Donald Trump, who sits atop polls of likely Republican presidential hopefuls and appears to be moving closer to a decision to run, has attracted voters and stirred controversy by using the issue of President Barack Obama’s birthplace to promote his potential candidacy.
But the focus on Trump’s adoption of this issue has done more for him than garner publicity: It has obscured the emptiness of his political agenda.
Trump’s solutions for the country’s problems range from incoherent to fallacious — and cause far more concern than his relentless birther hype. His attempt to exploit the visceral emotion surrounding Obama’s origins is just the leading edge of a sweepingly demagogic platform.
Trump seems either completely unprepared, or is basing his potential candidacy on crowd-pleasing platitudes, xenophobia and fantastic claims – which, frighteningly, he sounds like he believes - that he can solve problems through the force of his personality.
He has no serious plan to reduce the deficit. It’s all a matter, he says, of putting foreigners in their place.
“What I really would be strongly in favor of is having countries that are ripping us off contribute hundreds of billions of dollars back into this economy,” Trump said in a March interview with the conservative newspaper Human Events, “and you wouldn’t have to worry so much about cutting too much out of the budget.”
The centerpiece of his deficit reduction program appears to be a 25 percent tax on all Chinese imports. He has little to say about whether Americans would end up paying the tax themselves in higher prices or whether this would start a trade war with China — our third largest export market.
Trump said, in an interview with NBC’s Savannah Guthrie this week, that, once we enforce this, China will have no choice but to fall into line.
But the Chinese leadership is famously obdurate and opaque, and its response can have consequences that are impossible to foresee. The trade relationship with China is a complicated, carefully played game that has ramifications far beyond exports and imports.
Chinese cooperation is often crucial to U.S. foreign policy in the U.N. Security Council. It can help us or hurt us with respect to North Korea and nuclear arms proliferation. It considers a sovereign U.S. ally, Taiwan, to be part of “One China.”
A president must take an integrated approach to international policy, not just brandish threats.
Trump also sees no need to reform entitlements, which will magically attain solvency on their own.
“When this country becomes profitable again, we can take care of our sick; we can take care of our needy,” he told Human Events. “We don’t have to cut Social Security; we don’t have to cut Medicare and Medicaid. We can take care of people that need to be taken care of. And I’ll be able to do that.”
And he says we won’t need to raise taxes either.
Trump is suggesting that, as our economy improves, it will expand to cover trillions of dollars in future deficits, an assumption held by no one else that I’m aware of. And he his specific plan to spur the needed growth in the first place seems to be haranguing foreigners.
He’ll make the Organization of Petroleum Exporting Countries decrease oil prices through the force of his personality. “It’s the messenger,” he told CNN’s Candy Crowley last Sunday. “We need one thing: brainpower.”
But it’s not at all clear why Trump, who has been far from uniformly successful in the business world, can uniquely make this happen in the political world.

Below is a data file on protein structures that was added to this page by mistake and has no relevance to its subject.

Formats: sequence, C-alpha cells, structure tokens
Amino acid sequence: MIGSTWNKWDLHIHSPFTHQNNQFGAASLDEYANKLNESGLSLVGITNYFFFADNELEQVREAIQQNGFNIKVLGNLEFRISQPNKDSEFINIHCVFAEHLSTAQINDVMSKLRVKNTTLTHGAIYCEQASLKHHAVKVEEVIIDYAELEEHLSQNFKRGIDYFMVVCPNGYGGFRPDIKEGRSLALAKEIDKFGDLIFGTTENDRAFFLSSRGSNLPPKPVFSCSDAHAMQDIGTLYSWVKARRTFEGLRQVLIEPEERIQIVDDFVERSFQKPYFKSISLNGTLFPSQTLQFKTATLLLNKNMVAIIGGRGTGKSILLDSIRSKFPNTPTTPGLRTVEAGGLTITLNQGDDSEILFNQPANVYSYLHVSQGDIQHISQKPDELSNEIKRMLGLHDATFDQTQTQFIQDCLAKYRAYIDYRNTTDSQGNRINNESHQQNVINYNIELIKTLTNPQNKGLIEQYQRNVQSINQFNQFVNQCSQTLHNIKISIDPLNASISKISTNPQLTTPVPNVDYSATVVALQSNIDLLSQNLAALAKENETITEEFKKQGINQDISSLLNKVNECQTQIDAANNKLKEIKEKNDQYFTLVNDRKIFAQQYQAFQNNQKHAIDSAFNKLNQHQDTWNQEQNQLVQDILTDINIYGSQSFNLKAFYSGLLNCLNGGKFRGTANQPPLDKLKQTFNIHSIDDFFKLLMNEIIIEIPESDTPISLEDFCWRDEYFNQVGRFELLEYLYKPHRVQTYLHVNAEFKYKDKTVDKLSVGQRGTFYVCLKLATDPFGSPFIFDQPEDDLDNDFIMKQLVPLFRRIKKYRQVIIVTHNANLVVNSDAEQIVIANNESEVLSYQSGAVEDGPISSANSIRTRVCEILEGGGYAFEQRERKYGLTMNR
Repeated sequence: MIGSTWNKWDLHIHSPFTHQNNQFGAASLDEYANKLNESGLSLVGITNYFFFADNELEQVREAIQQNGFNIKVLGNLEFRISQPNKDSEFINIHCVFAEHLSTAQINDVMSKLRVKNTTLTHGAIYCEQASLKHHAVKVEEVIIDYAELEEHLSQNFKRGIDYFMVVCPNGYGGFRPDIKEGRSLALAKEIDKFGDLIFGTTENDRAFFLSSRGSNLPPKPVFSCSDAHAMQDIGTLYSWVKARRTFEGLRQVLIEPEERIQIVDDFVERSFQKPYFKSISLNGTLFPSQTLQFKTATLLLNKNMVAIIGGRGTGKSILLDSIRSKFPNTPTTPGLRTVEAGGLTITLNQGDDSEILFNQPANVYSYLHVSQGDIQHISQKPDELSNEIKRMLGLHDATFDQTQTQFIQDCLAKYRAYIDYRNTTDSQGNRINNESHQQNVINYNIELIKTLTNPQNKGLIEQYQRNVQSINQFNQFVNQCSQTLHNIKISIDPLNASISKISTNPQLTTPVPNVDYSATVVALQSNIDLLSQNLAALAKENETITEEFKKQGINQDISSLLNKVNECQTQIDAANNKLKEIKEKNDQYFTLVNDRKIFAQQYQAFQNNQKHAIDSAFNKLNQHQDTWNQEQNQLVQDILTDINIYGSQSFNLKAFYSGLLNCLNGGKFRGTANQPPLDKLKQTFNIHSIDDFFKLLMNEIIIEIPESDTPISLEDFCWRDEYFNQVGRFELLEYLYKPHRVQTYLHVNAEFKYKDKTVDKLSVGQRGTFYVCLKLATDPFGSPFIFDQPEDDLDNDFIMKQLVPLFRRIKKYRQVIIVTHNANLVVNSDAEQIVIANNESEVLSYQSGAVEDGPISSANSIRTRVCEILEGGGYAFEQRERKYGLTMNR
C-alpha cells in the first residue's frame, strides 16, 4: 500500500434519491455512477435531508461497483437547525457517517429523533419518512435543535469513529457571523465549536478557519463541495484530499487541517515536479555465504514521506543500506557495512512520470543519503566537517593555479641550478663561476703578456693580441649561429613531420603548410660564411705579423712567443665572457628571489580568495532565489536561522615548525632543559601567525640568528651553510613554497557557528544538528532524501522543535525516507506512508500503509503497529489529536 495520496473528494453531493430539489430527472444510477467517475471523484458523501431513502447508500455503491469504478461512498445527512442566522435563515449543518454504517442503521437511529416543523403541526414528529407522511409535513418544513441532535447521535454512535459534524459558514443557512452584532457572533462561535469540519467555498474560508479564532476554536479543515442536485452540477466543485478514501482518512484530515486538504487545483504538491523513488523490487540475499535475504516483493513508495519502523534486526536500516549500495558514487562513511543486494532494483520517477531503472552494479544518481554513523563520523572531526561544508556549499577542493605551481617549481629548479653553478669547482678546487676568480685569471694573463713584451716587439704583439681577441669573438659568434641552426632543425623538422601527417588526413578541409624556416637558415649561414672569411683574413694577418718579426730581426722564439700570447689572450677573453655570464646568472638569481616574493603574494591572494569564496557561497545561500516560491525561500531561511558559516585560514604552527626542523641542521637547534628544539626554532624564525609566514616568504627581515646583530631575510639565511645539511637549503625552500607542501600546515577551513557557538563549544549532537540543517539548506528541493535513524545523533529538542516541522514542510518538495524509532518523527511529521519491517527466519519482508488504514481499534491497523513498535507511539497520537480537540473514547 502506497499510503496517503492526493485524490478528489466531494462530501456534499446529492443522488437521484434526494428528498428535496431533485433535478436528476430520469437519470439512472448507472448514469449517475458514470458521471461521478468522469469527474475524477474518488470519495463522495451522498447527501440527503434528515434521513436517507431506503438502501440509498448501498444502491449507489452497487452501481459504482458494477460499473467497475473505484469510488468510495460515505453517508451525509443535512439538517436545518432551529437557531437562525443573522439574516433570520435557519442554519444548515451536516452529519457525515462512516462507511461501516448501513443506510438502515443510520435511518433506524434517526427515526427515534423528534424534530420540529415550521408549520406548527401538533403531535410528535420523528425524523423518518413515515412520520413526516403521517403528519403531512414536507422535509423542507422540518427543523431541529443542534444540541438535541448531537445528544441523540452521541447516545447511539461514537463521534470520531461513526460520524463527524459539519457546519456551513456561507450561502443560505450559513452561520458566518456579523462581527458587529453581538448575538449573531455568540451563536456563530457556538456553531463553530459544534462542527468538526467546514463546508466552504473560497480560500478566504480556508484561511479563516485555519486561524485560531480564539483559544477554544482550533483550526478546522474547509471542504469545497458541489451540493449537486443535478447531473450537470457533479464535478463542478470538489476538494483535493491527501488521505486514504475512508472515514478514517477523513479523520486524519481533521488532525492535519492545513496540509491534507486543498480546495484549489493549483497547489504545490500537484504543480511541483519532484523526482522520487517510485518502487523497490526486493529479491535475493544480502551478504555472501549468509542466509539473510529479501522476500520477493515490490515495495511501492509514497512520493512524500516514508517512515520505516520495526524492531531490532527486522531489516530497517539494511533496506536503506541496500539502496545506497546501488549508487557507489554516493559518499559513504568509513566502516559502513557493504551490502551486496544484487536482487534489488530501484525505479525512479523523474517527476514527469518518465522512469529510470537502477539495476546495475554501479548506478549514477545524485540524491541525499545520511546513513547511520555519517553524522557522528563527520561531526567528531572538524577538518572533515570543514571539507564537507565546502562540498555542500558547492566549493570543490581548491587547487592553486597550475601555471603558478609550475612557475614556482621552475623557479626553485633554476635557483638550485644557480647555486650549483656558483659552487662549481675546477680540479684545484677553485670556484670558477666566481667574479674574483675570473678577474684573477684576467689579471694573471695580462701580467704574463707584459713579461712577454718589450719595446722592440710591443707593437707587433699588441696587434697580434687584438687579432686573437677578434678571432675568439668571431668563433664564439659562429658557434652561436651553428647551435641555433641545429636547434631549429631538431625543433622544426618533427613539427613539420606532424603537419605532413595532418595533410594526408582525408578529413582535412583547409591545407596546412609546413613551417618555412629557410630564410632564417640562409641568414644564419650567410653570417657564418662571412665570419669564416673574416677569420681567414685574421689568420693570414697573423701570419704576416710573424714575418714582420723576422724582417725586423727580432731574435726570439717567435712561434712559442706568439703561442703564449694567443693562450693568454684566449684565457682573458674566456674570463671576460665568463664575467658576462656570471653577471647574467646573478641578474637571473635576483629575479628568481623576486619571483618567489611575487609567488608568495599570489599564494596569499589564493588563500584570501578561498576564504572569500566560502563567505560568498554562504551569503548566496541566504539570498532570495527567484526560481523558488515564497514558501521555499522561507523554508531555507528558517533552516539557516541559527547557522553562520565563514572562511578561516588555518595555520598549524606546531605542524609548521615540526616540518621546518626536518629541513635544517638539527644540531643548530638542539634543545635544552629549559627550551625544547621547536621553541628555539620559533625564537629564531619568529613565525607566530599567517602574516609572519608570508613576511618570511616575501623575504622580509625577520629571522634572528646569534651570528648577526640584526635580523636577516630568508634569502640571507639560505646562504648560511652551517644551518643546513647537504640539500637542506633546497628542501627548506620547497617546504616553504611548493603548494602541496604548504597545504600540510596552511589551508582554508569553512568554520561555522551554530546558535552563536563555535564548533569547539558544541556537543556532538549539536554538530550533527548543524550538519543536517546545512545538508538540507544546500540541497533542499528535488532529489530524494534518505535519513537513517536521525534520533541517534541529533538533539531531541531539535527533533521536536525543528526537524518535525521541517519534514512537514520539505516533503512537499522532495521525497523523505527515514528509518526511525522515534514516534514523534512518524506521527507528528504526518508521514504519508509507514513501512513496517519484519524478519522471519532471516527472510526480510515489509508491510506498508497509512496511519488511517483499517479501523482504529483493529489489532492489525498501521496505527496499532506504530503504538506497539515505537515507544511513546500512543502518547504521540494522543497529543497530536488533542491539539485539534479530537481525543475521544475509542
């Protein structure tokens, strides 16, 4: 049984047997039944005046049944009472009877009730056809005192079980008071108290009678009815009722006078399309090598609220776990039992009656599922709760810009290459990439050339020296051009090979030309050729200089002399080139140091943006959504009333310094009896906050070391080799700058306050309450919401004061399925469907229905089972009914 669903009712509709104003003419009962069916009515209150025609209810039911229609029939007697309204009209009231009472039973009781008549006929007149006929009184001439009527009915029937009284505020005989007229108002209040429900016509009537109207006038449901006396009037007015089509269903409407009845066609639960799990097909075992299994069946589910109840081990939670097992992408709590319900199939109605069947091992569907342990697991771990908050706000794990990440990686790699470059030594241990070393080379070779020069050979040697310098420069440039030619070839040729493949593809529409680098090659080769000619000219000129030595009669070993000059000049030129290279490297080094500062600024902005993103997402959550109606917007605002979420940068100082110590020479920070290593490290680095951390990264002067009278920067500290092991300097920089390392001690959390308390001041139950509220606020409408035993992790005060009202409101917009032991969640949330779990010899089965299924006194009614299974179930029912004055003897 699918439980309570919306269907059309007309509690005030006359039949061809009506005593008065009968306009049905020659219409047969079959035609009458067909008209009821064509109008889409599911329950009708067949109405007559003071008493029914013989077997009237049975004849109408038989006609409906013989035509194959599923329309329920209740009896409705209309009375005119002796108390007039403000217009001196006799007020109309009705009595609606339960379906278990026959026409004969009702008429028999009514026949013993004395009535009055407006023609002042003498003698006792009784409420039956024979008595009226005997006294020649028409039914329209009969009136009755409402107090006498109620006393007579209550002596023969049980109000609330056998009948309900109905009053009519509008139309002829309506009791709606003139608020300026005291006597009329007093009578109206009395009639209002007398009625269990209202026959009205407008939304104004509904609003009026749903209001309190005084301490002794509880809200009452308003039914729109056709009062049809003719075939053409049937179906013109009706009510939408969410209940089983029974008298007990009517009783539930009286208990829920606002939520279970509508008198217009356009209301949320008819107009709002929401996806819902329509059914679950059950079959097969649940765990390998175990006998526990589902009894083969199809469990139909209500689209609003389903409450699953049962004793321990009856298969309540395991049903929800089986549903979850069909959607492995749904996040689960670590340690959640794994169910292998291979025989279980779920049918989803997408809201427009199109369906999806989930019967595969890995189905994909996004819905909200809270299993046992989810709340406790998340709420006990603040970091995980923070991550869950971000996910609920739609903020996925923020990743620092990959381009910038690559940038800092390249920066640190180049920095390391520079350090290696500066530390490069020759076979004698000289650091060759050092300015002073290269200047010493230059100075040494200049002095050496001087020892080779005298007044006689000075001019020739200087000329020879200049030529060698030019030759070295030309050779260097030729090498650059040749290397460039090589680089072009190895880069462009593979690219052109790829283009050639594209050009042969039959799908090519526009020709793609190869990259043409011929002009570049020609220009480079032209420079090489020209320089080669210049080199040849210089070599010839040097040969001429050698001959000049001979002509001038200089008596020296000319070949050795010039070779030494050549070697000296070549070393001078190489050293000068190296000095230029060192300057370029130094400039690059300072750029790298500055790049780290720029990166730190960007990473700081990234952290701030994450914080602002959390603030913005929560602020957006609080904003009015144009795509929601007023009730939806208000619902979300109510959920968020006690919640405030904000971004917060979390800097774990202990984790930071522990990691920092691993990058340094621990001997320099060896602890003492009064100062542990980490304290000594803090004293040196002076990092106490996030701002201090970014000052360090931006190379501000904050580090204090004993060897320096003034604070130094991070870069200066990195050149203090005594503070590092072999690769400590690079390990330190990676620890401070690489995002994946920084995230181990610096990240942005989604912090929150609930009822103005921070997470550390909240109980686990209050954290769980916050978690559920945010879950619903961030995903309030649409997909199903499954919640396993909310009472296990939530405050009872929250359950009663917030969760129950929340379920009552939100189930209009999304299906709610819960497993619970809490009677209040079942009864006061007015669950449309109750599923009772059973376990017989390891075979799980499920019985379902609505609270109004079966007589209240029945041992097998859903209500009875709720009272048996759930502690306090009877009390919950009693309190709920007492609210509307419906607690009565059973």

Even Somali pirates, Trump says, will bow swiftly to hisTrump’s will: “Give me one good admiral and a few ships and I will wipe them out so fast.”
Asked by Guthrie how he could prove to people he is presidential, the brainpower qualification was back.
“I have a very high aptitude, and I think I was at the best schools and I always did good,” he said, “I was a good student.”
The recent evolution of Trump’s politics smacks of a thirst for presidential power recently discovered. While he now speaks like a conservative Republican, his money has talked a different language.
Half the 96 candidates for federal office whom Trump has supported since 1990 were Democrats, according to the Center for Responsive Politics. In the most recent election cycle, 2010, Trump gave $22,500 — $16,200 of that went to Democrats.
Trump, who in 1999 said he was “totally pro-choice,” is now totally pro-life.
He does not appear to have done the slightest thinking about abortion policy, beyond knowing that conservatives are against it.
“I’m very strong there,” he told Guthrie.
But he sounded unaware that the legal basis for abortion lies in the Supreme Court finding of a “right to privacy.”
Asked by Guthrie if there is a right to privacy in the Constitution, Trump mused.
“I guess there is,” he reflected, “I guess there is,”
Asked how this squares with his opposition to abortion, Trump didn’t see the link.
“Well, that’s a pretty strange way of getting to pro-life,” he said. “I mean, it’s a very unique way of asking about pro-life. What does that have to do with privacy? How are you equating pro-life with privacy?”
Trump has succeeded wildly in a variety of fields, turning himself into an extremely rich man, a TV star and a best-selling author. He is indeed intelligent, more self-aware and sensitive than he lets on – as is apparent from his books - and has a refreshingly straightforward way of expressing himself.
He might have made an attractive candidate for Republicans and even some Democrats and independents. But he has shown himself to be someone who – however much brainpower he has – doesn’t do his homework and who thinks his very magnificence will solve intractable problems.
Americans should pray hard that he does not succeed in politics too.
Keith Koffler, who covered the White House as a reporter for CongressDaily and Roll Call, is editor of the blog White House Dossier.